I am worried by the possibility that the Transatlantic Trade and Investment Partnership, (TTIP for short) will become a binding treaty. It’s negotiations are shrouded in secrecy, which should alert every citizen on the grounds that when our legislators, be it local councils or national governments, want to keep things quiet this is because they know we won’t like it or want it and they hope to slide it in under the radar.
The name resonates with worthy dullness, just another bureaucratic regulation of trade between the EU and USA, nothing could be further from the truth. TTIP is different, because tariffs are already very low between the EU and US, it will focus on “non-tariff” barriers, which essentially means regulations that get in the way of trade and investment.
There are as usual a number of disparate strands bound up in the negotiations but the one that concerns me most and should set every citizen’s alarm bells ringing wildly is the part that deals with Investor State Dispute Settlement. This is an assault the fundamental principle of the rule of law on which our democracies on both sides of the Atlantic are based. ISDS in effect grants multinationals the same legal position as a nation-state itself, and allows them to sue sovereign governments in so-called arbitration tribunals on the grounds that their profits are threatened by government policies. Corporations are legal entities they are not nation states and to conflate the two is a dangerous and suicidal path for any democracy.
I read law and as part of my degree I studied Roman law. In particular Cicero, a great Roman Jurist writing in the dying days of the Roman Republic who said ‘Omnes legum servi sumus ut liberi esse possumus’, which translates as ‘We are all servants of the laws in order that we may be free’. Often paraphrased and understood by all of us as ‘no-one is above the law’. The rule of law protects the individual from the overweening might of the state, from the exercise of arbitrary power. Laws do not exist in a vacuum; law is a social institution as it relates to the larger political and social situation in which it exists. We frame the laws we perceive as needed to create the society we want, in turn those laws inculcate in us a way of thinking about the world.
What characterises our view of a fair and just society? Why do we invoke ideals such as Liberty, Equality, Justice? I would be the first to admit that there is no uniformity within us as a society; individuals range across a spectrum of opinions as to what these concepts actually mean but the fact that we ask these questions, that we have some common frame of reference is the result of growing up and developing as part of a democratic society whose laws are framed to reflect the concept that no-one is above the law, that we are all entitled to vote, that we can hold public officials to account for misuse of power. Corporations are legal entities; they are and should be subject to the same laws as the rest of us. TTIP will enable companies to sue a government if it does something that threatens their revenues, such as banning a product on health grounds, or repealing laws allowing marketisation of a public service. The banking sector is remarkably keen on this provision which would make it almost impossible to regulate financial services. That alone should make all of us shudder. The point of democracy is that we the people vote for the politicians. They represent us and are accountable to us, so if we vote for a government that for example requires GMO ingredients in food to be clearly labelled because that is what we want, then all of us must abide by that law. There are no exceptions, no-one should be above that law but the TTIP will put corporations in the privileged position of being able to sue the nation state for unlimited compensation for loss of their future profit not in the Courts like the rest of us but in a special non judicial tribunal organised under World Bank rules with no appeal mechanism.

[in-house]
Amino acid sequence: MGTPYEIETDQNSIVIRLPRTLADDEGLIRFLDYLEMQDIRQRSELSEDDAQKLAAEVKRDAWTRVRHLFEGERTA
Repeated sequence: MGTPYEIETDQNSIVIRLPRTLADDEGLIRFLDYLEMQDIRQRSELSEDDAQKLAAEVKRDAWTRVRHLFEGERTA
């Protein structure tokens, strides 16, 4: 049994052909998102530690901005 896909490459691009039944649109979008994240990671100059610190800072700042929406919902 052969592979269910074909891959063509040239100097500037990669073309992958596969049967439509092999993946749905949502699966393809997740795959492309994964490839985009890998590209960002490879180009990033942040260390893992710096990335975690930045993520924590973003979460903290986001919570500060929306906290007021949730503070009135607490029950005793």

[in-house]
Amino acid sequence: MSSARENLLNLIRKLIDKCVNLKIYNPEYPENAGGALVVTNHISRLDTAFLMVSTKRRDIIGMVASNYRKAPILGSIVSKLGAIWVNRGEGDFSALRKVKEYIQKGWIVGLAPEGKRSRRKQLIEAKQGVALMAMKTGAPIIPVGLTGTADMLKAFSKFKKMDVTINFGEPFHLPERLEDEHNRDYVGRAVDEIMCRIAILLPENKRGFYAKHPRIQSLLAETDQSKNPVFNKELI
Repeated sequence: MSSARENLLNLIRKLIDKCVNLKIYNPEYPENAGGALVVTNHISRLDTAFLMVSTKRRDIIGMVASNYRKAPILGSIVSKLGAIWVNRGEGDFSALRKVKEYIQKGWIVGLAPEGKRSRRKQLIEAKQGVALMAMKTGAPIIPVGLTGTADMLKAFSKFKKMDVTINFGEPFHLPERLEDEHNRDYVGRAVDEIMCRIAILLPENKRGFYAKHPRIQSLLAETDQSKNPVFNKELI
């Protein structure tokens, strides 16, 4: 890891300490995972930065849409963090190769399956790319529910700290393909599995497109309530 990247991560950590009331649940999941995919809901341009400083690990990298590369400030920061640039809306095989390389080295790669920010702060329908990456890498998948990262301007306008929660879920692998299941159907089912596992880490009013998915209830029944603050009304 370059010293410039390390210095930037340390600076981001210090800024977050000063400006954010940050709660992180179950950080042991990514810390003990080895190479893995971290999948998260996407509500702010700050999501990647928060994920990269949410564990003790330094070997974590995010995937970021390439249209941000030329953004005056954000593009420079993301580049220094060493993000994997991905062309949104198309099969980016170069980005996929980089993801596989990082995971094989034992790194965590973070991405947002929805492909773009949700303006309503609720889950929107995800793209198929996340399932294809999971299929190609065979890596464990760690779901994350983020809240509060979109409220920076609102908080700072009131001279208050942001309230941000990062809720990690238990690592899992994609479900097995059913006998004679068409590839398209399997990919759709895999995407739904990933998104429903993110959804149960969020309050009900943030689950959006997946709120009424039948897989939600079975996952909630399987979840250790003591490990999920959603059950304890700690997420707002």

We protest about many things and rightly so, freedom of speech, freedom of assembly and the ability of citizens to get together and say we don’t like or want this is fundamental to our democracy. Often it is the sheer number of people who turn out or who sign petitions that lets the politicians know that pushing this piece of legislation through Parliament is very likely to lose them the next election and then they row back from it at least in the short term. The Treaty of Lisbon introduced the European Citizens Initiative to increase direct democracy. This allows petitions to be presented to the European parliament and the matter debated once a million signatures have been collected. The procedure for registering the initiative is straight forward and most initiatives that fulfil the requirements are registered, (this does not necessarily mean that the initiative will succeed it merely enables the collection of the necessary signatures) interestingly registration of the ECI against the TTIP has been rejected despite already having collected 750,000 signatures in more than the minimum number of countries. Protests and efforts to get the ECI registered continue and we shall see what the outcome will be. Not registering it is a way of shutting the door to the citizen’s voice being heard in this matter.
Trojan Horses have become a by word for winning by stealth and this agreement is definitely a Trojan horse placed at the gates of democracy. We need to hog tie it and remove it not drag it in through the gates and then sit in the ashes and ruins bewailing our fate.